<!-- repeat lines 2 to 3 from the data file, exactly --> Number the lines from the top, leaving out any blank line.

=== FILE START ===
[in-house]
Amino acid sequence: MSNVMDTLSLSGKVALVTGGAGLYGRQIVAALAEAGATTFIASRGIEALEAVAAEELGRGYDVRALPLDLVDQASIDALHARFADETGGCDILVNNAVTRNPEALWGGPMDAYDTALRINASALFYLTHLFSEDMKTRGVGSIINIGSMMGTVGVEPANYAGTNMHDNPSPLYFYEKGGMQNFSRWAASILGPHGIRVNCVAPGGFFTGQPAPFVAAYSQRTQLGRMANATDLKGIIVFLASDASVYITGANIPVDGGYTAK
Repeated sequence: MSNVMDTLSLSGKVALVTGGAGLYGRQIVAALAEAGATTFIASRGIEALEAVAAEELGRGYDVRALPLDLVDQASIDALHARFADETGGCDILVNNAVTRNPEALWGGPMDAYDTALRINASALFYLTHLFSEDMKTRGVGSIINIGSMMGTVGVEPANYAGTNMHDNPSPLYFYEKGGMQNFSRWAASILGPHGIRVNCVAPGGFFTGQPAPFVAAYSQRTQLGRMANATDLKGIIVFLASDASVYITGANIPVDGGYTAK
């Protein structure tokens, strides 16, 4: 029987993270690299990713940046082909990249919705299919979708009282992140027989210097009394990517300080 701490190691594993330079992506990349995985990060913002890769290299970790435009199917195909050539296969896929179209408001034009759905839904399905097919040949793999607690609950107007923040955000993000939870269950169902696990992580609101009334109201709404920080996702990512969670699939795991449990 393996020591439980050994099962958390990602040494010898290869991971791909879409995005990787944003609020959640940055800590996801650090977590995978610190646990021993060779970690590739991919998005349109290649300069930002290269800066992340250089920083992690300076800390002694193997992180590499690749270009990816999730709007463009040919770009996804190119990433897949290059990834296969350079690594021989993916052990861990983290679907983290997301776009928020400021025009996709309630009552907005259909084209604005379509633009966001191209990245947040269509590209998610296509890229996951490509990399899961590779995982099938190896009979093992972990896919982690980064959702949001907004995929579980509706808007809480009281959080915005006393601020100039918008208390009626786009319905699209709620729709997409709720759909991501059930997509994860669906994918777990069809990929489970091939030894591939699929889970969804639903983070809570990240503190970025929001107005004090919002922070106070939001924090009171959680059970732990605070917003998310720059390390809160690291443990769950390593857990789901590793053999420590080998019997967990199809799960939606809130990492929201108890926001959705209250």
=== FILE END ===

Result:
Amino acid sequence: MSNVMDTLSLSGKVALVTGGAGLYGRQIVAALAEAGATTFIASRGIEALEAVAAEELGRGYDVRALPLDLVDQASIDALHARFADETGGCDILVNNAVTRNPEALWGGPMDAYDTALRINASALFYLTHLFSEDMKTRGVGSIINIGSMMGTVGVEPANYAGTNMHDNPSPLYFYEKGGMQNFSRWAASILGPHGIRVNCVAPGGFFTGQPAPFVAAYSQRTQLGRMANATDLKGIIVFLASDASVYITGANIPVDGGYTAK
Repeated sequence: MSNVMDTLSLSGKVALVTGGAGLYGRQIVAALAEAGATTFIASRGIEALEAVAAEELGRGYDVRALPLDLVDQASIDALHARFADETGGCDILVNNAVTRNPEALWGGPMDAYDTALRINASALFYLTHLFSEDMKTRGVGSIINIGSMMGTVGVEPANYAGTNMHDNPSPLYFYEKGGMQNFSRWAASILGPHGIRVNCVAPGGFFTGQPAPFVAAYSQRTQLGRMANATDLKGIIVFLASDASVYITGANIPVDGGYTAK